Staff Publications

Staff Publications

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    'Staff publications' is the digital repository of Wageningen University & Research

    'Staff publications' contains references to publications authored by Wageningen University staff from 1976 onward.

    Publications authored by the staff of the Research Institutes are available from 1995 onwards.

    Full text documents are added when available. The database is updated daily and currently holds about 240,000 items, of which 72,000 in open access.

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Record number 407148
Title Financial Impact of a Dioxin Incident in the Dutch Dairy Chain
Author(s) Lascano Alcoser, V.; Velthuis, A.G.J.; Hoogenboom, L.A.P.; Fels-Klerx, H.J. van der
Source Journal of Food Protection 74 (2011)6. - ISSN 0362-028X - p. 967 - 979.
Department(s) Business Economics
Rikilt B&T Toxicologie en Effectanalyse
Publication type Refereed Article in a scientific journal
Publication year 2011
Keyword(s) recall costs - netherlands - food - contamination - pcbs - farm - feed - milk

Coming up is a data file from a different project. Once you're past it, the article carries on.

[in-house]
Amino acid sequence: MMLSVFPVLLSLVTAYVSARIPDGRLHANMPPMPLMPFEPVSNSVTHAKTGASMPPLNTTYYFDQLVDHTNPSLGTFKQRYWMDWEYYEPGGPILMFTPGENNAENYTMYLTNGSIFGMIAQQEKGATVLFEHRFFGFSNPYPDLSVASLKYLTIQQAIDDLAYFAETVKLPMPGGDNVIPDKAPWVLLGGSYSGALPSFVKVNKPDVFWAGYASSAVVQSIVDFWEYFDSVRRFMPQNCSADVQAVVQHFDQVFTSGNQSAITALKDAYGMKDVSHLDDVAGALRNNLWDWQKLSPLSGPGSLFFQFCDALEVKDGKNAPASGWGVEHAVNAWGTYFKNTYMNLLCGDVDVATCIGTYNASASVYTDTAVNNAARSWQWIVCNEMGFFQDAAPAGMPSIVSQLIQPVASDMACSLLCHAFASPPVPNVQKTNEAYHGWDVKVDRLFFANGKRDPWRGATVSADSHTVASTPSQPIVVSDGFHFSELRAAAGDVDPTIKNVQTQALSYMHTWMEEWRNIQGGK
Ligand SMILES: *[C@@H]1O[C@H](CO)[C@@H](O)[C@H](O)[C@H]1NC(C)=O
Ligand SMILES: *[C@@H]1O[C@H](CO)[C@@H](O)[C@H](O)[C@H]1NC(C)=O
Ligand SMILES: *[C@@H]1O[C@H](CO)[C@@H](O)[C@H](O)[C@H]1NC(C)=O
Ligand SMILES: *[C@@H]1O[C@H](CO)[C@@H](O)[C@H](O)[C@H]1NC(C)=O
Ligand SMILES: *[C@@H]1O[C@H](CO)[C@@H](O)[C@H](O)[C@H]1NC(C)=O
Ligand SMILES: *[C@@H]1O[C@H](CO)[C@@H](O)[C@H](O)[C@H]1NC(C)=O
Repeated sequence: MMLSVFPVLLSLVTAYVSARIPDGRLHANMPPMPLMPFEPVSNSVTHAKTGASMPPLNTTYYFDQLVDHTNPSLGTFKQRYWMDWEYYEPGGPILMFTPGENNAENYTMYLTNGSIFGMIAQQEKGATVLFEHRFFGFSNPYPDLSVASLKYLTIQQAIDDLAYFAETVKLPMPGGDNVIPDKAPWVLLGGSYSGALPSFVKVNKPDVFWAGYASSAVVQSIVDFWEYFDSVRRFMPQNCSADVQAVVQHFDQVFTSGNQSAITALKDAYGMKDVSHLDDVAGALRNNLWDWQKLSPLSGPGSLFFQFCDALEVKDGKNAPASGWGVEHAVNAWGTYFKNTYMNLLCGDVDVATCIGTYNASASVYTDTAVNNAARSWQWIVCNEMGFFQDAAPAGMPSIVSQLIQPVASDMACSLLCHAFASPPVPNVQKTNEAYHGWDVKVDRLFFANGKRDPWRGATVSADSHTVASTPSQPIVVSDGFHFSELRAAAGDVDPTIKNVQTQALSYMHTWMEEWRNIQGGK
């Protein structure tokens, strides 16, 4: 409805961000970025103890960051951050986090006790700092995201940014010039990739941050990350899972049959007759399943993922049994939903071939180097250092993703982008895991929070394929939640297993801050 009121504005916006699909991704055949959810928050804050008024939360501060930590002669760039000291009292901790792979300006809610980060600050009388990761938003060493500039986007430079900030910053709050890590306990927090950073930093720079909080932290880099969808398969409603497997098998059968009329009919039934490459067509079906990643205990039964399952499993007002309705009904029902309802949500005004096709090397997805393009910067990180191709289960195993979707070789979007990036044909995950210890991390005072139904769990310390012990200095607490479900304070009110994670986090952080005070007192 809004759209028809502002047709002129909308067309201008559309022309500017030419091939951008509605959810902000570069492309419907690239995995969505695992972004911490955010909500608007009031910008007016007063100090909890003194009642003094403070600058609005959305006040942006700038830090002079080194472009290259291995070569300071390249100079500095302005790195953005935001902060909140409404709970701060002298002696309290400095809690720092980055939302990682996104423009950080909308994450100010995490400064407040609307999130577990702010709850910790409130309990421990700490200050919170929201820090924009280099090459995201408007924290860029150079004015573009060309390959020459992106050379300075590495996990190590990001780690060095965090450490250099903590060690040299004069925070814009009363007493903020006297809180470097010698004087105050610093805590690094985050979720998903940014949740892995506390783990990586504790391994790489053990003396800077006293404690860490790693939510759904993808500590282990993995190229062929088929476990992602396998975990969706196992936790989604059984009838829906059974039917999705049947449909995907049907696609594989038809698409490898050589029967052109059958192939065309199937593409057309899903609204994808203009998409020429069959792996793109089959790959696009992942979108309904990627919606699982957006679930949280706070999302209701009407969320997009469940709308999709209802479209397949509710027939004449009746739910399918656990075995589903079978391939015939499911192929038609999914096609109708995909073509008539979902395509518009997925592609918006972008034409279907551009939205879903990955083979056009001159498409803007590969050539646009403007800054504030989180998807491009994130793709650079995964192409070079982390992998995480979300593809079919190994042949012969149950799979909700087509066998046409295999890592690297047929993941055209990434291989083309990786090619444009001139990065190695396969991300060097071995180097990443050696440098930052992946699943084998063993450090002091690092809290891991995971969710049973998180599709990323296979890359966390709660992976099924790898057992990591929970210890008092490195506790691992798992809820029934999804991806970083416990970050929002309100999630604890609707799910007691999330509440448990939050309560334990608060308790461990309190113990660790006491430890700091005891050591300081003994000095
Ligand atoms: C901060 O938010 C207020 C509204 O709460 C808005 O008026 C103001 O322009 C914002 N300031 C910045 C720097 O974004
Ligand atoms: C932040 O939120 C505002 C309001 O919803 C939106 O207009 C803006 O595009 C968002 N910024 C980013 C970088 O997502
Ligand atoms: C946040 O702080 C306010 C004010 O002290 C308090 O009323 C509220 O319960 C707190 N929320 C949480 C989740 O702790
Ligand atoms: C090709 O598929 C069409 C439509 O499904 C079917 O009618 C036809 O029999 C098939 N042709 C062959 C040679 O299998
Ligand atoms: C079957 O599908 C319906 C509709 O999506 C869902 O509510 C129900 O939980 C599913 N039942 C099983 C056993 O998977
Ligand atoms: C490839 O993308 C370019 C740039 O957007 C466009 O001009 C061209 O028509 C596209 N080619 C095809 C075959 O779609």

Abstract The aim of this study was to quantify the financial consequences of a milk-dioxin crisis on the stages of the dairy chain involved. The milk dioxin contamination impact model was designed for this purpose and also was used to estimate the net costs of control measures limiting the impact. Results obtained based on the assumption of the worst-case scenario in which the entire daily production of each business unit from feed supplier to milk processor is contaminated suggested that the financial impact of one dioxin incident would be J141.2 million. Another assumption was that the dioxin contamination started at one feed processing plant and was detected 2 weeks after initial contamination (the high-risk period), which would result in the involvement of 714 dairy farms, 26 milk processors, and 2,664 retailers. The stages of the chain that contributed most to the total net costs were the milk processor (76.9%) and the dairy farm (20.5%). If the high-risk period were shorter, i.e., 3 days, the estimated total financial impact decreases to J10.9 million. Thus, early detection of the contamination is crucial for decreasing the number of food businesses involved and lowering the total financial impact. The most influential inputs of the model were the sale price of milk at the processing stage, the daily amount of milk processed per processing plant, the farm-blocking period, and the daily amount of milk produced per farm. However, the effect of these inputs on the total financial impact was less than 10.0%. These results can be used to establish priorities in the application of control measures to limit the financial and public health impacts of a possible food safety incident
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